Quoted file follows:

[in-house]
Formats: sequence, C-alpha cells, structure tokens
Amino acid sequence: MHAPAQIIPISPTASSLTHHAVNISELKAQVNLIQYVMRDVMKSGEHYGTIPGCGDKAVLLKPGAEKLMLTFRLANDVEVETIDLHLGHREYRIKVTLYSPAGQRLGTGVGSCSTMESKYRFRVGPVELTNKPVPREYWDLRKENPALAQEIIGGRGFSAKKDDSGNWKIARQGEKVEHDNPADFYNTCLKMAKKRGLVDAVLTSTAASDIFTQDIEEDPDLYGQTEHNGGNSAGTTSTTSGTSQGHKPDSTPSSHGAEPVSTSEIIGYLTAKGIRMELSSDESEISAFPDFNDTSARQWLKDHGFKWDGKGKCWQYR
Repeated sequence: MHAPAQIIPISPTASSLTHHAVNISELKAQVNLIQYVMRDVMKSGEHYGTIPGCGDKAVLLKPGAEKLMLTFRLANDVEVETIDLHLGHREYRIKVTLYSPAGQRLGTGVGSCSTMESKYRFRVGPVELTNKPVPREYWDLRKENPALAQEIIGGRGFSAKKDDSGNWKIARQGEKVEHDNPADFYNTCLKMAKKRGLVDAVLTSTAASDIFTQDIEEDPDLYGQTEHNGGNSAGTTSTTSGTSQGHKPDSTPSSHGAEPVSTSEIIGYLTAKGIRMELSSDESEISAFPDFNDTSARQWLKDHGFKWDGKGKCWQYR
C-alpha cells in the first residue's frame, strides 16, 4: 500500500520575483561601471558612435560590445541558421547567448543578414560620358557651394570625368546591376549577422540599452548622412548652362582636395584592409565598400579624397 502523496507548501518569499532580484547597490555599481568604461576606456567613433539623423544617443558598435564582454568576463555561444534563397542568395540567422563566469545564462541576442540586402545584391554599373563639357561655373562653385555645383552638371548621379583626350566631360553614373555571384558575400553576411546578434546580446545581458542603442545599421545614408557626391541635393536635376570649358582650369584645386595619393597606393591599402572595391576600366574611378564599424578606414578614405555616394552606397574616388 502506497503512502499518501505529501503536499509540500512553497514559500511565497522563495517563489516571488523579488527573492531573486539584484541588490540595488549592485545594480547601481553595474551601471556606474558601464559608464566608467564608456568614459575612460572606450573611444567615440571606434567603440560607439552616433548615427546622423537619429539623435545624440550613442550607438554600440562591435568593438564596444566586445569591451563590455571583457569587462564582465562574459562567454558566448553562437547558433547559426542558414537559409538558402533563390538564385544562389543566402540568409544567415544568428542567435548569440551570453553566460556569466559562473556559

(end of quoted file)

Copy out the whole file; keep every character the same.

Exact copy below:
[in-house]
Formats: sequence, C-alpha cells, structure tokens
Amino acid sequence: MHAPAQIIPISPTASSLTHHAVNISELKAQVNLIQYVMRDVMKSGEHYGTIPGCGDKAVLLKPGAEKLMLTFRLANDVEVETIDLHLGHREYRIKVTLYSPAGQRLGTGVGSCSTMESKYRFRVGPVELTNKPVPREYWDLRKENPALAQEIIGGRGFSAKKDDSGNWKIARQGEKVEHDNPADFYNTCLKMAKKRGLVDAVLTSTAASDIFTQDIEEDPDLYGQTEHNGGNSAGTTSTTSGTSQGHKPDSTPSSHGAEPVSTSEIIGYLTAKGIRMELSSDESEISAFPDFNDTSARQWLKDHGFKWDGKGKCWQYR
Repeated sequence: MHAPAQIIPISPTASSLTHHAVNISELKAQVNLIQYVMRDVMKSGEHYGTIPGCGDKAVLLKPGAEKLMLTFRLANDVEVETIDLHLGHREYRIKVTLYSPAGQRLGTGVGSCSTMESKYRFRVGPVELTNKPVPREYWDLRKENPALAQEIIGGRGFSAKKDDSGNWKIARQGEKVEHDNPADFYNTCLKMAKKRGLVDAVLTSTAASDIFTQDIEEDPDLYGQTEHNGGNSAGTTSTTSGTSQGHKPDSTPSSHGAEPVSTSEIIGYLTAKGIRMELSSDESEISAFPDFNDTSARQWLKDHGFKWDGKGKCWQYR
C-alpha cells in the first residue's frame, strides 16, 4: 500500500520575483561601471558612435560590445541558421547567448543578414560620358557651394570625368546591376549577422540599452548622412548652362582636395584592409565598400579624397 502523496507548501518569499532580484547597490555599481568604461576606456567613433539623423544617443558598435564582454568576463555561444534563397542568395540567422563566469545564462541576442540586402545584391554599373563639357561655373562653385555645383552638371548621379583626350566631360553614373555571384558575400553576411546578434546580446545581458542603442545599421545614408557626391541635393536635376570649358582650369584645386595619393597606393591599402572595391576600366574611378564599424578606414578614405555616394552606397574616388 502506497503512502499518501505529501503536499509540500512553497514559500511565497522563495517563489516571488523579488527573492531573486539584484541588490540595488549592485545594480547601481553595474551601471556606474558601464559608464566608467564608456568614459575612460572606450573611444567615440571606434567603440560607439552616433548615427546622423537619429539623435545624440550613442550607438554600440562591435568593438564596444566586445569591451563590455571583457569587462564582465562574459562567454558566448553562437547558433547559426542558414537559409538558402533563390538564385544562389543566402540568409544567415544568428542567435548569440551570453553566460556569466559562473556559